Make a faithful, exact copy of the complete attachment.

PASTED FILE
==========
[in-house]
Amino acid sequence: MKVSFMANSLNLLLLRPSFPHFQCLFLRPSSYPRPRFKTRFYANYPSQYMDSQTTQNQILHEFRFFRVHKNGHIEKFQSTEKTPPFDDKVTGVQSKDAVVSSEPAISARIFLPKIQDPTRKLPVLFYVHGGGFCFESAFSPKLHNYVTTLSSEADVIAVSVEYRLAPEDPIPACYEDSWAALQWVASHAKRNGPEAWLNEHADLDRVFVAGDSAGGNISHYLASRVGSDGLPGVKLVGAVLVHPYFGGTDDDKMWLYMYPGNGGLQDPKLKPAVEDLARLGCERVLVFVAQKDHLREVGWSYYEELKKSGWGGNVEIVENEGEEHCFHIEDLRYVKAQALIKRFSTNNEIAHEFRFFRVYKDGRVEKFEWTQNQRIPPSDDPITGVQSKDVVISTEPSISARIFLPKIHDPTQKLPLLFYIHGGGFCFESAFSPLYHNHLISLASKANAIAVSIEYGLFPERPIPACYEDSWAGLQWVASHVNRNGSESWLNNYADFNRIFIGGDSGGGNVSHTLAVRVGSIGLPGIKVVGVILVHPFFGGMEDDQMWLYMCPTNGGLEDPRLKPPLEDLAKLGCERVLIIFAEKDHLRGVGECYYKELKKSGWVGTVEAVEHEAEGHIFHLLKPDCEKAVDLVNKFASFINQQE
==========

[in-house]
Amino acid sequence: MKVSFMANSLNLLLLRPSFPHFQCLFLRPSSYPRPRFKTRFYANYPSQYMDSQTTQNQILHEFRFFRVHKNGHIEKFQSTEKTPPFDDKVTGVQSKDAVVSSEPAISARIFLPKIQDPTRKLPVLFYVHGGGFCFESAFSPKLHNYVTTLSSEADVIAVSVEYRLAPEDPIPACYEDSWAALQWVASHAKRNGPEAWLNEHADLDRVFVAGDSAGGNISHYLASRVGSDGLPGVKLVGAVLVHPYFGGTDDDKMWLYMYPGNGGLQDPKLKPAVEDLARLGCERVLVFVAQKDHLREVGWSYYEELKKSGWGGNVEIVENEGEEHCFHIEDLRYVKAQALIKRFSTNNEIAHEFRFFRVYKDGRVEKFEWTQNQRIPPSDDPITGVQSKDVVISTEPSISARIFLPKIHDPTQKLPLLFYIHGGGFCFESAFSPLYHNHLISLASKANAIAVSIEYGLFPERPIPACYEDSWAGLQWVASHVNRNGSESWLNNYADFNRIFIGGDSGGGNVSHTLAVRVGSIGLPGIKVVGVILVHPFFGGMEDDQMWLYMCPTNGGLEDPRLKPPLEDLAKLGCERVLIIFAEKDHLRGVGECYYKELKKSGWVGTVEAVEHEAEGHIFHLLKPDCEKAVDLVNKFASFINQQE